For TESSD, Costa Rica, which coordinates the group with Canada, reported on the group’s progress, including through the establishment of four informal working groups on environmental goods and services, trade-related climate measures, circular economy and circularity, and subsidies. Brazil, Tajikistan and United Arab Emirates were also welcomed as the most recent of the 74 members of the initiative, which together cover over 85 per cent of world trade.

“These informal working groups are expected to deliver more clarity on the state of play in each of the substantive areas in a high-level stocktaking event we will be organizing here at the WTO by the end of the year,” Costa Rica Minister of Foreign Trade, Manuel Tovar, said at the event. “We hope that the discussions across these areas will begin to deliver positive results as we move towards MC13.”

New Zealand Minister of Trade and Export Growth, Damien O’Connor, speaking for FFSR said: “Co-sponsors seek the rationalisation and phase-out of inefficient fossil fuel subsidies along a clear timeline. Co-sponsors have now adopted a work programme to guide our efforts over the coming months. This is to help us in our objective to elaborate concrete options for advancing this issue within the WTO in advance of MC13.”

Ambassador Chenggang Li (China), speaking for the IDP, said: “At such a historic moment, especially with the UNEA resolution launching negotiations on a new treaty on plastic pollution, we believe our work at the WTO is more important than ever. The WTO can play its unique role in identifying trade and value chain challenges and opportunities to inform other international processes and taking collectively actions to support global efforts to reduce plastic pollution.”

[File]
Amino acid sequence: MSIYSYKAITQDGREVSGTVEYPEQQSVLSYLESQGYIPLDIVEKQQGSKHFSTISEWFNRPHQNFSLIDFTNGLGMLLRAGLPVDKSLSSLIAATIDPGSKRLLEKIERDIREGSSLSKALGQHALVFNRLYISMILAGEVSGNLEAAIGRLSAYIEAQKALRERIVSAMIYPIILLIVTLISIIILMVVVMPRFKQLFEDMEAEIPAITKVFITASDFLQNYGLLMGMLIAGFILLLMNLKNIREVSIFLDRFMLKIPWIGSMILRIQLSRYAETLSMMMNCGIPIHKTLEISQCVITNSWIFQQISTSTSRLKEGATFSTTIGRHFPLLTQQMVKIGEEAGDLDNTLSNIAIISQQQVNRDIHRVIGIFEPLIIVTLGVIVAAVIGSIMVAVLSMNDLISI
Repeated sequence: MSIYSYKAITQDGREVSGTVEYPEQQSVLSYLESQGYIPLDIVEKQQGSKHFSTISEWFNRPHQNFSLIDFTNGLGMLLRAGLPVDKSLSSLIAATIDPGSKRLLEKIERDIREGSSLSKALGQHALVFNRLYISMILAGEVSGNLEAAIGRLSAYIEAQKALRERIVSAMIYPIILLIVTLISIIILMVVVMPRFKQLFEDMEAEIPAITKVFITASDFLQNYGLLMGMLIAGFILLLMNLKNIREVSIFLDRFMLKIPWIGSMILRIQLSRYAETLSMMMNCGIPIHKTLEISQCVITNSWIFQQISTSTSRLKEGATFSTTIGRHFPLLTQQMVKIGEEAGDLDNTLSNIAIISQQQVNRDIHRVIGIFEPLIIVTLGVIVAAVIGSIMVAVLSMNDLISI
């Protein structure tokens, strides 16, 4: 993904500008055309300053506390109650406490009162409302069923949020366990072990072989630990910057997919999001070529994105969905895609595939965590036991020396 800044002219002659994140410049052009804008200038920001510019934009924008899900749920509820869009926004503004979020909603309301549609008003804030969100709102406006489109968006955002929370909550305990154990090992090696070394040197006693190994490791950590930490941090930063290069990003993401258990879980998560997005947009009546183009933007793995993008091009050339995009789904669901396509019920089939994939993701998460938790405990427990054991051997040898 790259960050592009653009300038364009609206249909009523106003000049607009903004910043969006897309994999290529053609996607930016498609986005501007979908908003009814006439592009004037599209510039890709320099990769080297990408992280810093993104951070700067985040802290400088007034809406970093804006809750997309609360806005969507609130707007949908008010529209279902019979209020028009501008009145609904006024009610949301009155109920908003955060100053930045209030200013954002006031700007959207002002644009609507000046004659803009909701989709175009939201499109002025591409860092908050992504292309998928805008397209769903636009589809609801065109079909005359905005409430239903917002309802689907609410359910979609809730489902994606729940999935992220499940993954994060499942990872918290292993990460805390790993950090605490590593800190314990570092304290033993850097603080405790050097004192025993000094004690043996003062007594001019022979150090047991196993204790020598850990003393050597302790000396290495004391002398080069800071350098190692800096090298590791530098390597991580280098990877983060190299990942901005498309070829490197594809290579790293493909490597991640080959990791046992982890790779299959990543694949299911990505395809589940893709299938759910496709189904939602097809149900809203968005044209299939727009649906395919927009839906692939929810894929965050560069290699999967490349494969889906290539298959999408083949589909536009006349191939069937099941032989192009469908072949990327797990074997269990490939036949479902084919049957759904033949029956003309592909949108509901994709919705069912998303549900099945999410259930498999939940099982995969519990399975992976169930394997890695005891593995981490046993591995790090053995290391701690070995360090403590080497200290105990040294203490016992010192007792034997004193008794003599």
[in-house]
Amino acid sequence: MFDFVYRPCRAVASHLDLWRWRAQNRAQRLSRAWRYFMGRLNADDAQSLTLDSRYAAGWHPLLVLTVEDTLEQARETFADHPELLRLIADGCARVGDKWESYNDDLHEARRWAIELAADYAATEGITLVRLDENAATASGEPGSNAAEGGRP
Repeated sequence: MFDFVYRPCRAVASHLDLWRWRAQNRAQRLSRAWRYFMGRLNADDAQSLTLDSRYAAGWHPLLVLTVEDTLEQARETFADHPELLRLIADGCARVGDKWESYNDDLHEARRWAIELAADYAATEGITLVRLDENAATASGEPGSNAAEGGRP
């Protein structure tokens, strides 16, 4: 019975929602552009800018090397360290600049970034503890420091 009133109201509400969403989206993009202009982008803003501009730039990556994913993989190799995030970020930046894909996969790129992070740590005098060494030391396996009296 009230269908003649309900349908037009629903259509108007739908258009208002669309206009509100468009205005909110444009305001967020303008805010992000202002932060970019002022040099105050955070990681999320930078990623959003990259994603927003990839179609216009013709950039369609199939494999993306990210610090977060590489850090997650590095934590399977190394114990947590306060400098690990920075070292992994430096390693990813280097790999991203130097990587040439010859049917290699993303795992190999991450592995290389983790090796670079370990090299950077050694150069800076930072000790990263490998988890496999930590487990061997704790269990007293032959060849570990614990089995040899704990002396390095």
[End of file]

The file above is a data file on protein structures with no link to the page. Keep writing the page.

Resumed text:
Environmental considerations are part of the WTO’s mandate. The preamble to the Marrakesh Agreement Establishing the WTO states the goal of“expanding the production of and trade in goods and services, while allowing for the optimal use of the world’s resources in accordance with the objective of sustainable development, seeking both to protect and preserve the environment and to enhance the means for doing so in a manner consistent with their respective needs and concerns at different levels of economic development”.

A Committee on Trade and the Environment (CTE) was established at the start of the WTO in 1995 with a mandate to identify and understand the relationship between trade and the environment in order to promote sustainable development. The CTE plays an important role in examining the nexus between trade and environment and serving as a forum for discussion and experience sharing among all WTO members.
Source: World Trade Organization